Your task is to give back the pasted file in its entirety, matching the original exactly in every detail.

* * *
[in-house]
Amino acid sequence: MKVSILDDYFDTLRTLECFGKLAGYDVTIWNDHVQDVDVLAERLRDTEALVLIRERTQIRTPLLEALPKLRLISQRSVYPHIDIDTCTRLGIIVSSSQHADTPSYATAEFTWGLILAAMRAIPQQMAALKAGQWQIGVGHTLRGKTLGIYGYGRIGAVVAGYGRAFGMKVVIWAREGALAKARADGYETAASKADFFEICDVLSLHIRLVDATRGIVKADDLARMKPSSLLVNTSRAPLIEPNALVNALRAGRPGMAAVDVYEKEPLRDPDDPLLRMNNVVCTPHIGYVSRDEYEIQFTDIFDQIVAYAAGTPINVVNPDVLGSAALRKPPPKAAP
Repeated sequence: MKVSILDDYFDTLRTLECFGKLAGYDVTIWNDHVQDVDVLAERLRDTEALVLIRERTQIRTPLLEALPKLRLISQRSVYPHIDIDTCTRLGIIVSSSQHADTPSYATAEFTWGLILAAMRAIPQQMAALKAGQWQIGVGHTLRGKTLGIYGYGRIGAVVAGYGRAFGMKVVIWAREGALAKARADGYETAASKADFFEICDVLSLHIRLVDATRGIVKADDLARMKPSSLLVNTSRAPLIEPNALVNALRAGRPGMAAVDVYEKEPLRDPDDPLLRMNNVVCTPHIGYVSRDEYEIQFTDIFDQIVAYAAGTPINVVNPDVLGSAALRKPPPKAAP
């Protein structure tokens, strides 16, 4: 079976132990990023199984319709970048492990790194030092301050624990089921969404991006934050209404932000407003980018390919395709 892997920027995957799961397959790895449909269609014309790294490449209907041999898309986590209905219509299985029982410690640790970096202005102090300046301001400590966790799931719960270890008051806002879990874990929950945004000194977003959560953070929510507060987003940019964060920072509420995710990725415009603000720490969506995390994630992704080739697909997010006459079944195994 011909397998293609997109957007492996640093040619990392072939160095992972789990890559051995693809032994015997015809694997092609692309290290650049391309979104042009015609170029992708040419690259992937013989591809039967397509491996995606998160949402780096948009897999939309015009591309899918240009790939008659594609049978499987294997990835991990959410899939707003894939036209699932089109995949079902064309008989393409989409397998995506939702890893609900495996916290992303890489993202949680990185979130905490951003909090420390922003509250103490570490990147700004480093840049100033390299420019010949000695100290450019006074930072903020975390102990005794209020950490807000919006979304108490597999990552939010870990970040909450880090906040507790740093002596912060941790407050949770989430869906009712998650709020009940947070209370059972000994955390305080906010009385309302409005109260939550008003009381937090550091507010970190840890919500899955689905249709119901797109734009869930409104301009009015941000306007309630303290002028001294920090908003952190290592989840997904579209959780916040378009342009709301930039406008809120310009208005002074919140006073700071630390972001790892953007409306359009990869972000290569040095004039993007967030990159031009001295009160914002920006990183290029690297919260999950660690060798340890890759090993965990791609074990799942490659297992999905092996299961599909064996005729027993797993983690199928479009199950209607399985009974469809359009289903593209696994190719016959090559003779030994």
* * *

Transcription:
[in-house]
Amino acid sequence: MKVSILDDYFDTLRTLECFGKLAGYDVTIWNDHVQDVDVLAERLRDTEALVLIRERTQIRTPLLEALPKLRLISQRSVYPHIDIDTCTRLGIIVSSSQHADTPSYATAEFTWGLILAAMRAIPQQMAALKAGQWQIGVGHTLRGKTLGIYGYGRIGAVVAGYGRAFGMKVVIWAREGALAKARADGYETAASKADFFEICDVLSLHIRLVDATRGIVKADDLARMKPSSLLVNTSRAPLIEPNALVNALRAGRPGMAAVDVYEKEPLRDPDDPLLRMNNVVCTPHIGYVSRDEYEIQFTDIFDQIVAYAAGTPINVVNPDVLGSAALRKPPPKAAP
Repeated sequence: MKVSILDDYFDTLRTLECFGKLAGYDVTIWNDHVQDVDVLAERLRDTEALVLIRERTQIRTPLLEALPKLRLISQRSVYPHIDIDTCTRLGIIVSSSQHADTPSYATAEFTWGLILAAMRAIPQQMAALKAGQWQIGVGHTLRGKTLGIYGYGRIGAVVAGYGRAFGMKVVIWAREGALAKARADGYETAASKADFFEICDVLSLHIRLVDATRGIVKADDLARMKPSSLLVNTSRAPLIEPNALVNALRAGRPGMAAVDVYEKEPLRDPDDPLLRMNNVVCTPHIGYVSRDEYEIQFTDIFDQIVAYAAGTPINVVNPDVLGSAALRKPPPKAAP
């Protein structure tokens, strides 16, 4: 079976132990990023199984319709970048492990790194030092301050624990089921969404991006934050209404932000407003980018390919395709 892997920027995957799961397959790895449909269609014309790294490449209907041999898309986590209905219509299985029982410690640790970096202005102090300046301001400590966790799931719960270890008051806002879990874990929950945004000194977003959560953070929510507060987003940019964060920072509420995710990725415009603000720490969506995390994630992704080739697909997010006459079944195994 011909397998293609997109957007492996640093040619990392072939160095992972789990890559051995693809032994015997015809694997092609692309290290650049391309979104042009015609170029992708040419690259992937013989591809039967397509491996995606998160949402780096948009897999939309015009591309899918240009790939008659594609049978499987294997990835991990959410899939707003894939036209699932089109995949079902064309008989393409989409397998995506939702890893609900495996916290992303890489993202949680990185979130905490951003909090420390922003509250103490570490990147700004480093840049100033390299420019010949000695100290450019006074930072903020975390102990005794209020950490807000919006979304108490597999990552939010870990970040909450880090906040507790740093002596912060941790407050949770989430869906009712998650709020009940947070209370059972000994955390305080906010009385309302409005109260939550008003009381937090550091507010970190840890919500899955689905249709119901797109734009869930409104301009009015941000306007309630303290002028001294920090908003952190290592989840997904579209959780916040378009342009709301930039406008809120310009208005002074919140006073700071630390972001790892953007409306359009990869972000290569040095004039993007967030990159031009001295009160914002920006990183290029690297919260999950660690060798340890890759090993965990791609074990799942490659297992999905092996299961599909064996005729027993797993983690199928479009199950209607399985009974469809359009289903593209696994190719016959090559003779030994």